The Food and Drug Administration appears likely to move to ban menthol in cigarettes this week — a step, experts say, that has been years in the making and that could have a significant positive impact on the health of Black Americans.
The FDA's decision would not ban menthol immediately, but rather kick off the rule-making process to do so, which could take years.
"The winds are definitely in our favor," said Delmonte Jefferson, executive director of the Center for Black Health & Equity, citing both the decades of data that show that the cooling flavor in cigarettes makes it easier to start smoking combined with the current cultural momentum toward improving the lives of Black Americans.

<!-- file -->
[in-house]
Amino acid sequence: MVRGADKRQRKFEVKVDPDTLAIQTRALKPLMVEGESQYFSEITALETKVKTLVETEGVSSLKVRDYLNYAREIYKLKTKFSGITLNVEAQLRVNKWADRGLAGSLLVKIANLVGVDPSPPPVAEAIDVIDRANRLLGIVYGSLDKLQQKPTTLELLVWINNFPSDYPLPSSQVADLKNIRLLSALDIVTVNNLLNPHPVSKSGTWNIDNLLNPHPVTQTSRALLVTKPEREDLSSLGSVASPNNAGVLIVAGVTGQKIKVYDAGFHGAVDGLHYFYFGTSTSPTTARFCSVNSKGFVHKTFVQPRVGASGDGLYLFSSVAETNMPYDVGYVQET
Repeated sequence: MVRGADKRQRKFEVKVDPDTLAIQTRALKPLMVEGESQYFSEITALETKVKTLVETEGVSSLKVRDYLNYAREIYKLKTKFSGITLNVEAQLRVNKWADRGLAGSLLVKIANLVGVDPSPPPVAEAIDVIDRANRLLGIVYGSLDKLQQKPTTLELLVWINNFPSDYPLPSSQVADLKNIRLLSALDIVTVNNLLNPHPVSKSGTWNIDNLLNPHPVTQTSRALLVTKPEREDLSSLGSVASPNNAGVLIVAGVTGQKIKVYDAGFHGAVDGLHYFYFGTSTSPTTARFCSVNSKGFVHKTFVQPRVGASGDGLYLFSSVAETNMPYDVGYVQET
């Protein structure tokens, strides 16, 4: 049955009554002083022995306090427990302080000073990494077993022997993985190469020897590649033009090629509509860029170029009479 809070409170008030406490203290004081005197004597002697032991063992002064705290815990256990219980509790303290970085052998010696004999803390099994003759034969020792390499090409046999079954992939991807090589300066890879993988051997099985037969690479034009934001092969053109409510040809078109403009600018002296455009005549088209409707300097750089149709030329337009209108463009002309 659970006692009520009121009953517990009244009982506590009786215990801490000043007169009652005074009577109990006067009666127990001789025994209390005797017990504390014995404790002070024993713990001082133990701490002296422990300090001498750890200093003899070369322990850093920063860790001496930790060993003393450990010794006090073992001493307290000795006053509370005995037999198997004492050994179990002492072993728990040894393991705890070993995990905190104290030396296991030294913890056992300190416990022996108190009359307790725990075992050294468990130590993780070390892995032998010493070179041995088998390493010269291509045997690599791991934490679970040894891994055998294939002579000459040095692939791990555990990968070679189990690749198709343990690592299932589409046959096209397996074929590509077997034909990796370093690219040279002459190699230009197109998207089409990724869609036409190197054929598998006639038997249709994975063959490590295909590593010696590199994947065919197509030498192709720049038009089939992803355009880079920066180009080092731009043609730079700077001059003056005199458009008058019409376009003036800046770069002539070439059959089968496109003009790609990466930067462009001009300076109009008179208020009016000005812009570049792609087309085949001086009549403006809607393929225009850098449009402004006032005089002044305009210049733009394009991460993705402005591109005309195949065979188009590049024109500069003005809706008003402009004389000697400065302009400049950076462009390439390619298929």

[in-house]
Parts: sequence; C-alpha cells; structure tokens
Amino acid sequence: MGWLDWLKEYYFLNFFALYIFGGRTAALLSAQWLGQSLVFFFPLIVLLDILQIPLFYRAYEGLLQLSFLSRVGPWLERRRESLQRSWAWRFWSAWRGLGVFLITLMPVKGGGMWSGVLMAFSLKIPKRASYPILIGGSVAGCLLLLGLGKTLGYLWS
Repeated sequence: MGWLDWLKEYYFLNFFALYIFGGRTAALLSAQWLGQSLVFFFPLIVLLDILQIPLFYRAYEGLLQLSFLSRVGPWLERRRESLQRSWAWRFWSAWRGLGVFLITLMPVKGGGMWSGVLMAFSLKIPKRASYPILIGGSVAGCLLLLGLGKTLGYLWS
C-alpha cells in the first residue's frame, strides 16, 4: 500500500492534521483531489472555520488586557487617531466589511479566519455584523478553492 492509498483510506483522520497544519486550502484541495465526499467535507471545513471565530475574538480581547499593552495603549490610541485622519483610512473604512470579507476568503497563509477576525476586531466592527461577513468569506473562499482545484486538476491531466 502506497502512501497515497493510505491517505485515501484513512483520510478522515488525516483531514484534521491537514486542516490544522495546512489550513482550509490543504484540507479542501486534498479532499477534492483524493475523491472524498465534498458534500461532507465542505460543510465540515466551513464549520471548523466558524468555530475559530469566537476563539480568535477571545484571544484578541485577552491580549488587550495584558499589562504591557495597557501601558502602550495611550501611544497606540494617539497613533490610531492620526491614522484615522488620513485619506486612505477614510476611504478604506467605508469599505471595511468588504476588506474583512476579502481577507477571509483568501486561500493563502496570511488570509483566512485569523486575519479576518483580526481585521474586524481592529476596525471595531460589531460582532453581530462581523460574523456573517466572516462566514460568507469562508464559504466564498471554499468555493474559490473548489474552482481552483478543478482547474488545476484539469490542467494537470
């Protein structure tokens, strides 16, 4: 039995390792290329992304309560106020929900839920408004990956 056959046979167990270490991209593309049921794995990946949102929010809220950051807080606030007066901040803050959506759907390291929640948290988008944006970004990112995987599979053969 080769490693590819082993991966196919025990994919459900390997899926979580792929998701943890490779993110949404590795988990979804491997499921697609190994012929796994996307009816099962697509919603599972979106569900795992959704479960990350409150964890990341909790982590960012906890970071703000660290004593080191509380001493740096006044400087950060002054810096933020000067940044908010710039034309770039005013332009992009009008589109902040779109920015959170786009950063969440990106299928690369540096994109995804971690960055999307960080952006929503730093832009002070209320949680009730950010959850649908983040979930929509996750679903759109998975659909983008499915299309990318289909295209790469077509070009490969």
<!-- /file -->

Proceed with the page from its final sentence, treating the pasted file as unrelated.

When inhaled, menthol produces a cooling sensation in the throat, reducing the harsh taste of cigarettes and the irritation of nicotine. The vast majority of Black smokers — 85 percent — use menthol cigarettes. And Black men and women are much less likely than white Americans to be diagnosed with lung cancer at an earlier, potentially more treatable stage. Black men have the highest lung cancer death rate in the country.